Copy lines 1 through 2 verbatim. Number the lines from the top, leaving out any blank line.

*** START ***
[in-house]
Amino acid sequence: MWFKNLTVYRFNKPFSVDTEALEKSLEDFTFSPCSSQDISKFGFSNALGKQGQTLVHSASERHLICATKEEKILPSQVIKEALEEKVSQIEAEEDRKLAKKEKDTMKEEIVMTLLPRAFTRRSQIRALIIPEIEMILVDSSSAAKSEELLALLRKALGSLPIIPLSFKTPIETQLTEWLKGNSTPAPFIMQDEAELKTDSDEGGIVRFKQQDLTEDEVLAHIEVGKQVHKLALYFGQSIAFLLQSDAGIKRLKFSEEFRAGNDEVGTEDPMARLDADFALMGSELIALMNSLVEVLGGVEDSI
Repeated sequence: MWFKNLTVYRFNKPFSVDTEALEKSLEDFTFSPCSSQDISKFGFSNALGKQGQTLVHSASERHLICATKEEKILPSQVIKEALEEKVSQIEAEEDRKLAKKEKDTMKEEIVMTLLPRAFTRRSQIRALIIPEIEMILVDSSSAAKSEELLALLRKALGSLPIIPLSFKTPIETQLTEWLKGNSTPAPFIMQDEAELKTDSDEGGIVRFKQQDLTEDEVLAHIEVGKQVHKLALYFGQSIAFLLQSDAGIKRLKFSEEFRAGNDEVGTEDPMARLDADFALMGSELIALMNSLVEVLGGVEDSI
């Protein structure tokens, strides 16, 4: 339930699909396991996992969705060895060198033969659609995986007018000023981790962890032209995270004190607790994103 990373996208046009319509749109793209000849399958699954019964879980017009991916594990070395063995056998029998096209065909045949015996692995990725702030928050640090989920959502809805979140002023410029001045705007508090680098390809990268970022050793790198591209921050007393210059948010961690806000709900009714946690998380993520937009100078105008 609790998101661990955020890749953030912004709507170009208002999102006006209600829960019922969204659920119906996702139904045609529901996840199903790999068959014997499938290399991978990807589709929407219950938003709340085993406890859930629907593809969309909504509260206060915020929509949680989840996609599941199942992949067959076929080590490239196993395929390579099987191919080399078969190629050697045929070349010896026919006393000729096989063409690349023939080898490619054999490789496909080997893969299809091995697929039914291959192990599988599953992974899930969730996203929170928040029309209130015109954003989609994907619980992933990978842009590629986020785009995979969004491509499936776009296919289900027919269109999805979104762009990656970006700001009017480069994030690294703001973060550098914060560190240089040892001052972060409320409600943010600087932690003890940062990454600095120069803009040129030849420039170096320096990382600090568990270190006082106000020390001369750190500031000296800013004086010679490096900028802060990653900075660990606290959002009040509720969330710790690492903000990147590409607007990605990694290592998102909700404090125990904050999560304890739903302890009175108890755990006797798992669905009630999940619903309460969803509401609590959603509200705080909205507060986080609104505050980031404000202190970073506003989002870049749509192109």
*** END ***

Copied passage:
[in-house]
Amino acid sequence: MWFKNLTVYRFNKPFSVDTEALEKSLEDFTFSPCSSQDISKFGFSNALGKQGQTLVHSASERHLICATKEEKILPSQVIKEALEEKVSQIEAEEDRKLAKKEKDTMKEEIVMTLLPRAFTRRSQIRALIIPEIEMILVDSSSAAKSEELLALLRKALGSLPIIPLSFKTPIETQLTEWLKGNSTPAPFIMQDEAELKTDSDEGGIVRFKQQDLTEDEVLAHIEVGKQVHKLALYFGQSIAFLLQSDAGIKRLKFSEEFRAGNDEVGTEDPMARLDADFALMGSELIALMNSLVEVLGGVEDSI